How do PCB designers "insure" that they get paid when working remotely?
miner_tom , 05-03-2021, 05:25 PM
I hope that this is the correct forum at Fedevel to post this. If not, then I apologize.
I am an older engineer that has been around since the old "tape up" days, and I have seen what company's do, how they do it, and have tried to make sure that they do not do it to me.
At present, I am not working but in the past I have always worked for company's as a full time employee where I went to an office and was reasonably sure of getting paid. Not that I always did, mind you, I have had a corp go out of business and owe me money, in the end, but it was not much.
There are plenty of "remote jobs" to be had in PCB layout but I have always wondered how people insure that they get paid for their work. I have read a number of stories about people that work for a couple of months, send the gerber file out as a deliverable and then never receive payment via paypal or any other way. I just seems to me that there are a number of ways to get "ripped off" with remote work.
Can someone suggest safer ways to insure payment? I don't believe that it is common for engineers to get a retainer such as a lawyer would.
robertferanec , 05-04-2021, 09:03 AM
I keep the source files until I get paid - and I do it in phases. For example, when I finish a schematic, I only provide PDF and wait for payment. Once I get payment, the customer will get the source file of schematic (e.g. Altium project). Then I work on layout - I send gerbers, to production but only after I receive payment I provide full Altium project, etc ...
There is still some risk, but if you are not sure about a specific customer, do not work more than 1 month without receiving a payment.
PS: in your agreement you can also keep a note, that you own the design until they do not pay in full.
miner_tom , 05-04-2021, 10:43 AM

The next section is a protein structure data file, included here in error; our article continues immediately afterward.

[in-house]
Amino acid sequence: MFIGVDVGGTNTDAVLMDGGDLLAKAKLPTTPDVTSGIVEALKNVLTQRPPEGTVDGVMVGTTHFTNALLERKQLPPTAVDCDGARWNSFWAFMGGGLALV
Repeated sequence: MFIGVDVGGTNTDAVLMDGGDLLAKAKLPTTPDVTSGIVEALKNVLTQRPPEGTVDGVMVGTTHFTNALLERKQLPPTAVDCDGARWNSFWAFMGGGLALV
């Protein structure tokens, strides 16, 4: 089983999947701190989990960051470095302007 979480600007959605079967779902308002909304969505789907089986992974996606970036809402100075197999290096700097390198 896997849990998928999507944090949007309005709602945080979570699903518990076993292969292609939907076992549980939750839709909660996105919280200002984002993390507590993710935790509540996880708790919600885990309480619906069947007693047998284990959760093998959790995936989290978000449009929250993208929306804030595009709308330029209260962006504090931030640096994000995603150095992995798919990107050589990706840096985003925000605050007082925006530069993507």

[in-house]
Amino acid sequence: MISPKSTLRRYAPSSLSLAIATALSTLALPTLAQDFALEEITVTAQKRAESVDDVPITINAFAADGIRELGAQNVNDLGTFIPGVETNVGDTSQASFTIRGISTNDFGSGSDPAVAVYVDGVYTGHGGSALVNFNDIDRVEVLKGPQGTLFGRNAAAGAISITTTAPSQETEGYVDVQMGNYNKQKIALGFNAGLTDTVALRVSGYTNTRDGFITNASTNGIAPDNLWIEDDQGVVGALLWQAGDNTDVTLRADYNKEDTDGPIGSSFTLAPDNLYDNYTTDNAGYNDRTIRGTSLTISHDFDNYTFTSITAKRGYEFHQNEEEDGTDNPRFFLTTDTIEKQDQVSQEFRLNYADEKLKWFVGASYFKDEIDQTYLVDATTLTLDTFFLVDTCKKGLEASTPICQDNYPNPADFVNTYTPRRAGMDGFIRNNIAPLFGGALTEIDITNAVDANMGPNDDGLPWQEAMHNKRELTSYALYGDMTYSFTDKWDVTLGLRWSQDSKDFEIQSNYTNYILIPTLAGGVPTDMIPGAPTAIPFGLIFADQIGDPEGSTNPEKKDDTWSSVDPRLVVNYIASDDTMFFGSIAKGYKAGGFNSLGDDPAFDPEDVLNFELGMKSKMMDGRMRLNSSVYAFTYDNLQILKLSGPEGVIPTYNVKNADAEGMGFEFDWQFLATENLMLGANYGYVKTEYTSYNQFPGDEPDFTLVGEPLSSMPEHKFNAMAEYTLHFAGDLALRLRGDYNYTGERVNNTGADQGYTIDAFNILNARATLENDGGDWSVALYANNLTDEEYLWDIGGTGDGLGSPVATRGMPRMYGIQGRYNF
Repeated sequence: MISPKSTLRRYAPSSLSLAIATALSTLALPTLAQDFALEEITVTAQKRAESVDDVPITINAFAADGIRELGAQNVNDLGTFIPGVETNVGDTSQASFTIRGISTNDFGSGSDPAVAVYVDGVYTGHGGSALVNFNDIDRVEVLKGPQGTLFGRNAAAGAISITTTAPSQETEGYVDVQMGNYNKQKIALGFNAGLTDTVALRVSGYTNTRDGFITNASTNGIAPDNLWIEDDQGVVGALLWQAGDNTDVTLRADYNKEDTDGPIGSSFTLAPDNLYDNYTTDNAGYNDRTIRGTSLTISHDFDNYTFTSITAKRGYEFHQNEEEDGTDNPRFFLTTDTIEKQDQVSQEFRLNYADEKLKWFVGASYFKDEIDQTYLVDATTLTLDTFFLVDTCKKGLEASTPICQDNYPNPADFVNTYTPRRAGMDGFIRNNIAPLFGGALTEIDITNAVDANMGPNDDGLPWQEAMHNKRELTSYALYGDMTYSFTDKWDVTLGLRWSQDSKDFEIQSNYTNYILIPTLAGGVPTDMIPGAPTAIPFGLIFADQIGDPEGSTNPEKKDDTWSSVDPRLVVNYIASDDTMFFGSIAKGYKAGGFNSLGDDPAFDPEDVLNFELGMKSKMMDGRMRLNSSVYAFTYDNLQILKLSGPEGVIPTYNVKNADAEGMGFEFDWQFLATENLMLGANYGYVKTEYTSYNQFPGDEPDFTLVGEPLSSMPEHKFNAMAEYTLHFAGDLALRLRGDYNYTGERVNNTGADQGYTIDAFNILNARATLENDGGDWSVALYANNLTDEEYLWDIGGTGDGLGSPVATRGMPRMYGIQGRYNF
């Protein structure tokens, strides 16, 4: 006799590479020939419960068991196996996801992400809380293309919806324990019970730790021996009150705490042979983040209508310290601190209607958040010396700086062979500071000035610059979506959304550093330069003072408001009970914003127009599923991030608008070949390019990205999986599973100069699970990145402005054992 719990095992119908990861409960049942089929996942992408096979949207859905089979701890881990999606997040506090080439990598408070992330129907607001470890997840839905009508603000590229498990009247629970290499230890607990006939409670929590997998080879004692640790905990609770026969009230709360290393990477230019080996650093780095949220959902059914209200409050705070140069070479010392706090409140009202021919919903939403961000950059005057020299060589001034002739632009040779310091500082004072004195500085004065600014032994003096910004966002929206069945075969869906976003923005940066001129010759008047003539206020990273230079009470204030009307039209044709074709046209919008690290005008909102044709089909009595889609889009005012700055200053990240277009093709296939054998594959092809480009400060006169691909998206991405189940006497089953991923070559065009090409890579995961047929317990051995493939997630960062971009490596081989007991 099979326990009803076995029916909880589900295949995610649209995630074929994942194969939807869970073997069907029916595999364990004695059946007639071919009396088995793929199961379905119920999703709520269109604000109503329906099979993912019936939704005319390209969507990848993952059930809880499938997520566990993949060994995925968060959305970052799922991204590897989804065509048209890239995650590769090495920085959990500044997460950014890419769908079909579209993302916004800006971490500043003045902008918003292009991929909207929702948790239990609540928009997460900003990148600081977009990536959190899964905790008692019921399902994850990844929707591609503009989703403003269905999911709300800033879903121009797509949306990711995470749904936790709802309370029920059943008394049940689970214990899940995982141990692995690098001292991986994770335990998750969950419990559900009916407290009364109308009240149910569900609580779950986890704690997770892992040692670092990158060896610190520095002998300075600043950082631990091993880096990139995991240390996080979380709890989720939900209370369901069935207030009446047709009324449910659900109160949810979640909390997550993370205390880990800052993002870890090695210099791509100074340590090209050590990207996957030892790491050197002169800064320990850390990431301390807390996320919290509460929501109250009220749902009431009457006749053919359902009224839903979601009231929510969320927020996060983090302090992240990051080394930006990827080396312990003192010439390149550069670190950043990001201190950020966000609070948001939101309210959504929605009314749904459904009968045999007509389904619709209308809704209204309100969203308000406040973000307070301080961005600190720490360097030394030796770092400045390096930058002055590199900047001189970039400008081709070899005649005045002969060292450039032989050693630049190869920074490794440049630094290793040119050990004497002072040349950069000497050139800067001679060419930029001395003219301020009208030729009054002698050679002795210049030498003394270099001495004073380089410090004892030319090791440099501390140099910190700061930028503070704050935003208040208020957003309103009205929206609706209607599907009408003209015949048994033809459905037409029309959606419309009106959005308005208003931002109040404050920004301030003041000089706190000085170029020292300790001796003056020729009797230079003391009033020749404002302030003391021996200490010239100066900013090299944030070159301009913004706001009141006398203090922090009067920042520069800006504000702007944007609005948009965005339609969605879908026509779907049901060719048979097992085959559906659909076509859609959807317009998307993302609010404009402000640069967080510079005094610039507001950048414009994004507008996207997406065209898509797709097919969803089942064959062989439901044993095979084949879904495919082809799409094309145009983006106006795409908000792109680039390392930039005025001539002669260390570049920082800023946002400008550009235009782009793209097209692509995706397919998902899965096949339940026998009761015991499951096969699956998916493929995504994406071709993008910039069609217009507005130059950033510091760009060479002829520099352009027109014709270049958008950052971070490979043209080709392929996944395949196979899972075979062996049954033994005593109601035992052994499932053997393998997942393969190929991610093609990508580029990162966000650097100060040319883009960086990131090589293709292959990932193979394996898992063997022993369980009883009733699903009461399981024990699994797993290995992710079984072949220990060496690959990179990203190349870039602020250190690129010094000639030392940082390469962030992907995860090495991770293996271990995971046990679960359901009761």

Originally posted by robertferanec
Robert, as always, your advice is worth its weight in gold!
miner_tom , 05-06-2021, 01:34 PM
Originally posted by robertferanec
Robert, I did purchase your courses, just a reminder.
I wonder if I could ask you for a copy of a contract or agreement that you send to prospective customers? I would not want any specific information such as dollar amounts, etc. But I would like a skeleton upon which to develop my own consulting agreement.
robertferanec , 05-10-2021, 04:27 AM
It was a long time ago I was freelancing. Most of the time I was actually working only for people who didn't care about "on paper" agreement. On the other side, bigger companies would send me their own agreements - full of conditions which I often didn't like, but had to sign.
I would recommend you to ask a lawyer to write something simple for you. It may cost couple of hundreds, but, you will have someone who you can ask questions and who can adjust your agreement if you would need - and that is sometimes very useful.
My first agreements were adjusted agreements which I received from some of my clients or I downloaded some agreements somewhere from the internet, but I do not know where these agreements are now. You can also try to search for some on the Internet - and you may use the agreements from internet for smaller projects, but for a bigger project I would consider to consult a lawyer - in the important agreements, every word has to be crafted carefully (I do not think that the agreements what I downloaded from internet or adjust by myself would be the best agreements).
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